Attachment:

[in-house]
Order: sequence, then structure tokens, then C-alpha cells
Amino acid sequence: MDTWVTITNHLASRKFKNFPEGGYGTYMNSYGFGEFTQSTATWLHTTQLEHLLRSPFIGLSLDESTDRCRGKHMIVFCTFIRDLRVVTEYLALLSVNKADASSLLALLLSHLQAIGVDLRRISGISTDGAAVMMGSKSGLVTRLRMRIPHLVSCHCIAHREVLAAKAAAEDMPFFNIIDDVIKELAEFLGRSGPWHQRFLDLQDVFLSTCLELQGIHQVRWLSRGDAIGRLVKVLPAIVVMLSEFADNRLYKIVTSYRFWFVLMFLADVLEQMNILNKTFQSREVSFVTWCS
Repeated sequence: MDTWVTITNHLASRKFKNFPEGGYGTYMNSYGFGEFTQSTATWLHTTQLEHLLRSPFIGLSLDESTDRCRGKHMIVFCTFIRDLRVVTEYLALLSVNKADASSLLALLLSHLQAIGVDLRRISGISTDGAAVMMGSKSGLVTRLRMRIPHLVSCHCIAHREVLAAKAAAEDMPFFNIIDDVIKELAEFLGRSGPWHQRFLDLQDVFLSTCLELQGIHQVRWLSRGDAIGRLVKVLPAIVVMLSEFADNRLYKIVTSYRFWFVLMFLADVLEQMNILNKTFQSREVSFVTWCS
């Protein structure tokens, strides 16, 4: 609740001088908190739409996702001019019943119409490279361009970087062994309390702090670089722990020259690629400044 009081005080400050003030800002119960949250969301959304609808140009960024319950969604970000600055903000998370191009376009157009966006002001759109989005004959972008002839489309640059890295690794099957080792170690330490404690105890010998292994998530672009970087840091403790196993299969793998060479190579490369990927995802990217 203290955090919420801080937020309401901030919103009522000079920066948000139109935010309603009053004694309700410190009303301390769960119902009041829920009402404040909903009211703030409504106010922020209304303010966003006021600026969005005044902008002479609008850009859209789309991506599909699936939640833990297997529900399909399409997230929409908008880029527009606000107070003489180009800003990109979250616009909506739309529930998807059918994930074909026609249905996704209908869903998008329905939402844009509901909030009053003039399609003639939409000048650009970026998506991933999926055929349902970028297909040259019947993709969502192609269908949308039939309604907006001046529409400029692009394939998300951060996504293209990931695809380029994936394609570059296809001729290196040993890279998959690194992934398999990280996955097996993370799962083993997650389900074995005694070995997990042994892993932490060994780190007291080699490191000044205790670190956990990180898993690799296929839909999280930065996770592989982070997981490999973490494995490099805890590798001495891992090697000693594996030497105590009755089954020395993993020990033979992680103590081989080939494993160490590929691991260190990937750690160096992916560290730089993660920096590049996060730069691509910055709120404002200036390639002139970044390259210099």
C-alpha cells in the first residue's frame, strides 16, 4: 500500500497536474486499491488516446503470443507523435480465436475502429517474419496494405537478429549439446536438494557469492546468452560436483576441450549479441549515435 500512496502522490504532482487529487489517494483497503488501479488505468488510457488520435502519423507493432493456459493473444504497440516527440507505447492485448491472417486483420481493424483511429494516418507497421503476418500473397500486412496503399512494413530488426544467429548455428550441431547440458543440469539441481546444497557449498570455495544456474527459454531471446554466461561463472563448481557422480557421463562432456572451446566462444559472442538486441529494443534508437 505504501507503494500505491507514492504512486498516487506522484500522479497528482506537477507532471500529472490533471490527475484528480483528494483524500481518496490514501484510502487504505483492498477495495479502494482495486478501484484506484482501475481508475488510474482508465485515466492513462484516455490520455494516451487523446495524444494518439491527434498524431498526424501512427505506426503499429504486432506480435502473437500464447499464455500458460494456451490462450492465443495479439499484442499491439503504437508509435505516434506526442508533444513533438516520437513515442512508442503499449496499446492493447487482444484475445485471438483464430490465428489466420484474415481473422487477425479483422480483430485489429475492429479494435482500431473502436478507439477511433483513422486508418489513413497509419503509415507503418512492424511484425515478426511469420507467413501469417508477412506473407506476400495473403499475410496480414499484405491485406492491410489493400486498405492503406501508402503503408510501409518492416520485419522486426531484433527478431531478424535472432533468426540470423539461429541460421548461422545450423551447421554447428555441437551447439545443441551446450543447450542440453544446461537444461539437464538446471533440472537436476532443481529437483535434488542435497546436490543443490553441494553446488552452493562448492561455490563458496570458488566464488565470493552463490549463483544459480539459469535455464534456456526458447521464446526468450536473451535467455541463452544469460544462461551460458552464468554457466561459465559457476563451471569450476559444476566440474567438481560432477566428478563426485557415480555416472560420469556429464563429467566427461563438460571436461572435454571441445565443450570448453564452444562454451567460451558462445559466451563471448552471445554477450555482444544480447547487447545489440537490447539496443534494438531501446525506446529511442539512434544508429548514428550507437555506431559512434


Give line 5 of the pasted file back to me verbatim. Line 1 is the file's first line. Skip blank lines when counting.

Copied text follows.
């Protein structure tokens, strides 16, 4: 609740001088908190739409996702001019019943119409490279361009970087062994309390702090670089722990020259690629400044 009081005080400050003030800002119960949250969301959304609808140009960024319950969604970000600055903000998370191009376009157009966006002001759109989005004959972008002839489309640059890295690794099957080792170690330490404690105890010998292994998530672009970087840091403790196993299969793998060479190579490369990927995802990217 203290955090919420801080937020309401901030919103009522000079920066948000139109935010309603009053004694309700410190009303301390769960119902009041829920009402404040909903009211703030409504106010922020209304303010966003006021600026969005005044902008002479609008850009859209789309991506599909699936939640833990297997529900399909399409997230929409908008880029527009606000107070003489180009800003990109979250616009909506739309529930998807059918994930074909026609249905996704209908869903998008329905939402844009509901909030009053003039399609003639939409000048650009970026998506991933999926055929349902970028297909040259019947993709969502192609269908949308039939309604907006001046529409400029692009394939998300951060996504293209990931695809380029994936394609570059296809001729290196040993890279998959690194992934398999990280996955097996993370799962083993997650389900074995005694070995997990042994892993932490060994780190007291080699490191000044205790670190956990990180898993690799296929839909999280930065996770592989982070997981490999973490494995490099805890590798001495891992090697000693594996030497105590009755089954020395993993020990033979992680103590081989080939494993160490590929691991260190990937750690160096992916560290730089993660920096590049996060730069691509910055709120404002200036390639002139970044390259210099």